Stoney Littleton Long Barrow Winter Solstice Alignment
WRITTEN BY Austin Kinsley ON 14/11/16. Stoney Littleton Long Barrow Winter Solstice Alignment POSTED IN General
I visited Stoney Littleton Long Barrow near the village of Wellow in Somerset for the first time on a leaden-skied Sunday afternoon on 13th December 2015 and described that visit in some detail here.
In chapter 2 on pages 25 and 26 of his recently published book ‘Stonehenge, Avebury and Drombeg Stone Circles Deciphered‘, professor Terence Meaden describes the alignment of the long barrow to the southeastern sun rising in the sky on midwinter’s day. He has kindly provided an additional photograph and diagrams below to further illustrate the explanation.
The above book argues that a simple method of tally stick counting was sufficient to keep note of the days during the passing year, one of the oldest methods of proto-writing, dating from at least the last Ice Age. It would have been a practical and simple method to prepare a notched tally stick for use as a day counting calendar.
Mr Meaden writes:
‘This does not mean that the planners counted out day numbers arithmetically. This is because making marks along a tally stick or on a long bone does not require the counting of numbers. It is only necessary to make marks daily during the first year of 365 days, and in subsequent years to move a peg daily along the stick or bone until specific points of importance are reached that had previously been marked with chalk or ochre or tagged by string.
People first determined specific dates (viz Day 1 and Day 183) and sunrise positions or azimuths for the solstices, but for the other festival dates the year was subdivided by a day counting method. What specifically mattered were the solstices (Days 1 and 183) together with the six days numbered 47, 92, 137, 229, 274 and 320. These provide the eight agricultural festival dates for the community, each separated from the next by either 45 or 46 days.
Table 1 below illustrates the basis of a pre-Roman agricultural/solar calendar marked from the eight traditional bonfire festivals of the farming year as deduced by Mr. Meaden’s lifetime research on Neolithic long barrows and stone circles, and is kindly reproduced from page 22 of the above book.
The presence of hills delays sunrises, but this does not matter when the programme has been planned into the construction and megaliths or long barrows set up using a day count. By this means the same day numbers work countrywide — across Ireland, England, Wales and Scotland — despite hills on the horizon being different at each stone circle or at each long barrow.
A consequence of this is that when modern astronomers and archaeologists revisit these sites they sometimes find that inbuilt axial directions sometimes seem off target. An extreme but fitting example is the Neolithic galleried long barrow at Stoney Littleton on a steep hillside near Bath in Somerset. The barrow’s alignment is to sunrise at 138 degrees east of north. This is far from any estimated sea-horizon or hill absent figure for the Neolithic winter solstice sunrise which is close to 130 degrees east of north. But because of the delay occasioned by the local hill, the rising sun aligns with the passage of the barrow 45 minutes late. Its light only then streams straight along the barrow’s gallery, much as it did in the Neolithic at 138 degrees east of north (instead of 130). By arranging for a delayed solstice sunrise, the builders ensured that the entry of bright sunshine would be unhindered by any early mist or fog, or the distant cloud sometimes seen on a level horizon.’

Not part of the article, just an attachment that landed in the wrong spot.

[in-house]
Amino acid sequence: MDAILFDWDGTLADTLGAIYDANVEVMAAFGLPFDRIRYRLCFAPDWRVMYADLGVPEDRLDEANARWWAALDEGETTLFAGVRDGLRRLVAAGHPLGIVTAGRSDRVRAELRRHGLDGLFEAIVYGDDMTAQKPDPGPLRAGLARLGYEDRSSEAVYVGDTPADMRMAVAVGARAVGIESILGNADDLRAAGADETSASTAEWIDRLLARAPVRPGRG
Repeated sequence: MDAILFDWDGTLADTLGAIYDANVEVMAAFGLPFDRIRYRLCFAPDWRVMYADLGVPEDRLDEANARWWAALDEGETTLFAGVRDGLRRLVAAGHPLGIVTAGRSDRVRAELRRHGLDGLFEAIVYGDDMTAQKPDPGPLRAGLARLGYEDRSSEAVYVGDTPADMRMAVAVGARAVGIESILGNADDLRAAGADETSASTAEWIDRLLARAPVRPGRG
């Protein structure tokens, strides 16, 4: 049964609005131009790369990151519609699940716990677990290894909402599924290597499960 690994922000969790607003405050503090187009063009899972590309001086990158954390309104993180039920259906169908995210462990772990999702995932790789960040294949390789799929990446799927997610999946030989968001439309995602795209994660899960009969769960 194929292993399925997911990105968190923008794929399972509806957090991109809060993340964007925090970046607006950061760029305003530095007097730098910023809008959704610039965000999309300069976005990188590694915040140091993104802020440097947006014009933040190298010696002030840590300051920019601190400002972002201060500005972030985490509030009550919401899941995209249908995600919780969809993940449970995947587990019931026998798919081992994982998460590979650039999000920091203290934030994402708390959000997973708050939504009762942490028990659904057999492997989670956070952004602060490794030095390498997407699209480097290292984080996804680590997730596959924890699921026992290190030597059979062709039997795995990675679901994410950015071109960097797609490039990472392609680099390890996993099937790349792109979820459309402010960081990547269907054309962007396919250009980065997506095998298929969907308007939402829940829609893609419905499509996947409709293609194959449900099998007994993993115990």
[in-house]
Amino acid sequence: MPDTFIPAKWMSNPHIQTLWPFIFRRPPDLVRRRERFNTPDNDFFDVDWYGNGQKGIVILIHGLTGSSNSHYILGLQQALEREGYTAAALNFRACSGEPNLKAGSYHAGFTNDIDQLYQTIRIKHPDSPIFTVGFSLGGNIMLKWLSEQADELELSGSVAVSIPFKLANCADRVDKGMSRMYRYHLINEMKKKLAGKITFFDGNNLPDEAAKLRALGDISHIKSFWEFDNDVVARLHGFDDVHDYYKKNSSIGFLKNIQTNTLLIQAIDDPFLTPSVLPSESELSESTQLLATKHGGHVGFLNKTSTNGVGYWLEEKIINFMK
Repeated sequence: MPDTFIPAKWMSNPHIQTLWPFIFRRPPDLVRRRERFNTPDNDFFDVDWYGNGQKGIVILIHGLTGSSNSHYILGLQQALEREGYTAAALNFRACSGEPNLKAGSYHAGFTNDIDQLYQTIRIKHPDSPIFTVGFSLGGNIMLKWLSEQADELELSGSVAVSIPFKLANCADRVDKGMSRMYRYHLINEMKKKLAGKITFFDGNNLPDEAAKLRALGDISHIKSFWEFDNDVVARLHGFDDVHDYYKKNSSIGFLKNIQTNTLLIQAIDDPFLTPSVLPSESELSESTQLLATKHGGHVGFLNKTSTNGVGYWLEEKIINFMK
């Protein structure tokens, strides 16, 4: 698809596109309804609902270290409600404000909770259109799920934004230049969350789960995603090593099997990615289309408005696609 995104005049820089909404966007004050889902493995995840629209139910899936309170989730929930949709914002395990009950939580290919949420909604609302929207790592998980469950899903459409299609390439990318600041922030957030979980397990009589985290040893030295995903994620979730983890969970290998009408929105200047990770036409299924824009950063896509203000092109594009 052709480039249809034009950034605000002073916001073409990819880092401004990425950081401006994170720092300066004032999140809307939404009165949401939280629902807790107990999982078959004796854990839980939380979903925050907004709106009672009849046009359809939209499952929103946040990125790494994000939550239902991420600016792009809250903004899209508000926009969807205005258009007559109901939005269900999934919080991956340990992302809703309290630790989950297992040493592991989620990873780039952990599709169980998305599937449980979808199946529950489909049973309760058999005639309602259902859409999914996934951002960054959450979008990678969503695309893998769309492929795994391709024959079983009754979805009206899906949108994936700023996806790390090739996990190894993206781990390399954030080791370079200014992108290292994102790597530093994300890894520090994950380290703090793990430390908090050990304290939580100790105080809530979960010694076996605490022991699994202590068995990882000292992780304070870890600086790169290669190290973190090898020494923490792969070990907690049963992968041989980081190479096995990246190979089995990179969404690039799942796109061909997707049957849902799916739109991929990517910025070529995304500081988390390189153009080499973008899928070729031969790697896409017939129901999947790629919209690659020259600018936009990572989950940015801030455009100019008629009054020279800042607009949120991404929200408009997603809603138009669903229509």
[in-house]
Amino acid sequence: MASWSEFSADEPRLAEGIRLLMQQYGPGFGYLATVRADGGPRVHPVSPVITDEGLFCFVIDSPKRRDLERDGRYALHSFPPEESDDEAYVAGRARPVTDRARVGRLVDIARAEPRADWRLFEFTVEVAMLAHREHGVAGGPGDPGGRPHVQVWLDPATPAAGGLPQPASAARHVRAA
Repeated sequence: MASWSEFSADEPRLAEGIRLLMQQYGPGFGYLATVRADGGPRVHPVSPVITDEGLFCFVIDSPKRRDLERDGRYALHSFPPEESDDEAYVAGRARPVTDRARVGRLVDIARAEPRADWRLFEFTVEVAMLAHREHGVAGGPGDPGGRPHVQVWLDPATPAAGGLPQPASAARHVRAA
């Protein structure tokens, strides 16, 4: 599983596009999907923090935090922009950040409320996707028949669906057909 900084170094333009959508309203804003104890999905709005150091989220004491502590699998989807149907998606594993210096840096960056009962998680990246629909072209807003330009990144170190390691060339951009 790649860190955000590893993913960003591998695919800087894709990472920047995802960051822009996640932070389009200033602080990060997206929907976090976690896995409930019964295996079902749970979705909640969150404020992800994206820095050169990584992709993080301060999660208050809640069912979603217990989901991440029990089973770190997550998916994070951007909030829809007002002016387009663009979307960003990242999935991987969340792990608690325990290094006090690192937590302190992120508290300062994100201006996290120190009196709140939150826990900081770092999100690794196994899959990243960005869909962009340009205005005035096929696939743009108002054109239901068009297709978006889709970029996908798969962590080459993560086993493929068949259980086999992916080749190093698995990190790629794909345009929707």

Below: The long barrow at Stoney Littleton is on a steep hill facing upwards. This view is from the inside of the the barrow looking uphill while watching the rising sun coming into sight in the southeastern sky on midwinter’s day.
Below: The illumination of the inner passageway, where there is a deep, naturally-cupped depression that is illuminated only at the winter solstice sunrise.
Below: A photograph kindly provided by Mr. Meaden (who can be seen towards the back of the long barrow), taken at the winter solstice illumination of the inner passageway in 1988.
Below: Sunshine streams along the gallery and the shape of the opening appears on the end wall.
Below: The patch of light moves to the right as time passes, and illuminates the side of the gallery, including the natural hollow in the stone at point Z in the plan.
Thank you to Professor Meaden for permission to quote directly from his recently published book to illustrate this article and for additional information provided. This alignment is also explained in his earlier publication Stonehenge: The Secret of the Solstice, 1997, pages 34-36.
Below: From inside Stoney Littleton Long Barrow looking towards the entrance.
Below: Sunset from Stoney Littleton Long Barrow, Sunday 13 December 2015